They were just symbols on the wall. Symbols that represented words and stories, and Daniel couldn't control his excitement as he raced from one corridor to the next, pointing at the symbols he knew from his studies of Egyptian hieroglyphics, while speaking their names in Ancient Egyptian, then repeating them when Sha'uri corrected him. Language was his forte, his whole life and he knew that he was close to finding the clue he needed to get home. Colonel O'Neill and his men were relying on him to come through on his promise, and Daniel was determined to help them.

The local girl, Sha'uri, followed him around, helping him to understand the correct pronunciations, as well as her language. He absorbed it all, as he stared at the pictures on the wall. There was a story here; all he needed to do was figure it out, to find the right symbols to activate the Stargate. The answer had to be here, it was driving him crazy that he couldn't find it.

He continued to stare at the symbols, uttering the names of the ones that looked familiar, while tracing his fingers along the lines and arcs that made up the characteristics of each one. Hieroglyphics came easy to him, having learned what the symbols meant when he was a child. Translating them, even here on an alien planet, was a piece of cake, especially now that Sha'uri gave him the missing link. And he was grateful to her, his mind whirling with the implications of what her translation of the words meant. It was the same as in ancient Egyptian, just pronounced differently.

He stared at all the hieroglyphics carved into the wall with a whole new light. The answer had been there the whole time! His mind went into overdrive as he stared up at the symbols, each one branding themselves into his brain, as the meanings became clear. He could read them now, and even though Sha'uri was still a little hesitant, she still helped him to learn more about the language written on the wall, as Daniel worked out the puzzle of the story that was written for all to see. The people of Abydos were descendants of an ancient civilization on Earth. They were humans.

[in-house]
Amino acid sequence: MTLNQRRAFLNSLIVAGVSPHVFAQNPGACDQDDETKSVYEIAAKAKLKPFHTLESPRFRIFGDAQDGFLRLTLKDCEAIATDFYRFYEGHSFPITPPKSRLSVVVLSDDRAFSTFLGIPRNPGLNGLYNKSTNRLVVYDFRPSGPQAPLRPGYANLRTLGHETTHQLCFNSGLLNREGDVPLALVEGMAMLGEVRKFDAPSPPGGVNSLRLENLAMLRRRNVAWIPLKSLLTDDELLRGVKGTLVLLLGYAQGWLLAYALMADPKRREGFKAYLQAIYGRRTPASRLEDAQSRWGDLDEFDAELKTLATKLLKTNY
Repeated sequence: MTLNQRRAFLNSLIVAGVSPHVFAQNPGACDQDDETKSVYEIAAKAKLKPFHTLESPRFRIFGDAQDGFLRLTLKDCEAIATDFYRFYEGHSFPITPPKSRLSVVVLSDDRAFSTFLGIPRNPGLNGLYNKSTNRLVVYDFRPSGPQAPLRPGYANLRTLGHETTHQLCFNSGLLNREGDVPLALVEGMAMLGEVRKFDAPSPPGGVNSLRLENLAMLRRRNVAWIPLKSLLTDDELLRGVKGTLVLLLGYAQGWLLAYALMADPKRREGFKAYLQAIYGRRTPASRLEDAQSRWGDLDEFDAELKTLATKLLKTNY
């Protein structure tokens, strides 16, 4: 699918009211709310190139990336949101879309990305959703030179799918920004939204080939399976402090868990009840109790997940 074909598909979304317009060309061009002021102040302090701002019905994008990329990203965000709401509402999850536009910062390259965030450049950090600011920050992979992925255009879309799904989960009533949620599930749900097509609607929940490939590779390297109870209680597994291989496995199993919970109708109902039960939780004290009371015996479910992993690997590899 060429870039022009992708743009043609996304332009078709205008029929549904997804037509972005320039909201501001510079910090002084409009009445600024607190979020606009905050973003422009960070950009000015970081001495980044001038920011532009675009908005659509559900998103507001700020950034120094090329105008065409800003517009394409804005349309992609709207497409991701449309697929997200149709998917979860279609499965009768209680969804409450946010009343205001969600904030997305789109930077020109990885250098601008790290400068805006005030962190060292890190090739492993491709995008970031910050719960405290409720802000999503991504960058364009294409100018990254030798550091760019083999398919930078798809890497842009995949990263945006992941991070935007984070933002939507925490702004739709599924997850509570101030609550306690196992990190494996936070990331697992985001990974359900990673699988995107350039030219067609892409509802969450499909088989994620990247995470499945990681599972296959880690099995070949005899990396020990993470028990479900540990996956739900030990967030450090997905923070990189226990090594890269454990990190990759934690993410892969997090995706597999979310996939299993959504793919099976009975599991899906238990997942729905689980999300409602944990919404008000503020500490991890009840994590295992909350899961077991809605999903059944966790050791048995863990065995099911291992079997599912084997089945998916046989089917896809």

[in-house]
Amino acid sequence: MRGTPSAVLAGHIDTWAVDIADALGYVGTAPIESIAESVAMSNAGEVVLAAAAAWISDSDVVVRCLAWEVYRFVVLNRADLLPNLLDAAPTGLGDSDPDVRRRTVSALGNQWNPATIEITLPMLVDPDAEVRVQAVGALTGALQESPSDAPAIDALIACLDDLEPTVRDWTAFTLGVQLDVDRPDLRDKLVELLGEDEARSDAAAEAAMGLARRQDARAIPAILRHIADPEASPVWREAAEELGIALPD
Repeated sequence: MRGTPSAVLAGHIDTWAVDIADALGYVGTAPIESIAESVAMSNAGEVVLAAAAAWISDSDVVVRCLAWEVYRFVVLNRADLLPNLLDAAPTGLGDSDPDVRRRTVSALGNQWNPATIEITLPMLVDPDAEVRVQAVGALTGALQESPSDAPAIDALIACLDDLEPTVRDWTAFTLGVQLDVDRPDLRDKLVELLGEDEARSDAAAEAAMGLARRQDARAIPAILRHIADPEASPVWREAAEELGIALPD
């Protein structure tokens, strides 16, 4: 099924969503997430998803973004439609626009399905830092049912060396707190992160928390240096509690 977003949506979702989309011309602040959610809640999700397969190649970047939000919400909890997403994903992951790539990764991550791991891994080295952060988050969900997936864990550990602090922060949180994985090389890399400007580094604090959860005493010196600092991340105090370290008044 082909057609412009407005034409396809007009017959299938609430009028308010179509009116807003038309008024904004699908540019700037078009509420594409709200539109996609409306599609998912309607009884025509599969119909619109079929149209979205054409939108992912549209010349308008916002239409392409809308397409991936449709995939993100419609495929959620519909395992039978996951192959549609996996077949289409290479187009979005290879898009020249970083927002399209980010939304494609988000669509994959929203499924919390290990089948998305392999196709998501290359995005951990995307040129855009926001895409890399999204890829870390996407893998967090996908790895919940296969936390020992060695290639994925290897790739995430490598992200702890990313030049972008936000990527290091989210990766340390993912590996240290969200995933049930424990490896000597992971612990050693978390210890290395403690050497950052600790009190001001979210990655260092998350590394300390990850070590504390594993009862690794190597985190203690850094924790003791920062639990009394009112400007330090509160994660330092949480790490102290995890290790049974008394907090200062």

"It all makes sense now," he told her in her language. He looked up at the pictures that told of an alien being coming to Earth, then harvesting slaves from the people who lived there to bring to Abydos. His theories had been right on, and this was yet one more piece of evidence to prove what he had always known. The pharaohs of the Fourth Dynasty had not built the great pyramids.

He smiled at his new friend, than began to tell her the story that was written on the wall, a story of the beginning of a new culture, and of the events that led to her people being enslaved. He told her this as more pieces of the puzzle that had plagued him for years fell into place. He had been right all along, and after years of seeking the truth, he finally had an answer.

They were just symbols on the wall, but to Daniel, they represented his life's work. And more importantly, the symbols gave him peace of mind. He wasn't a crackpot after all.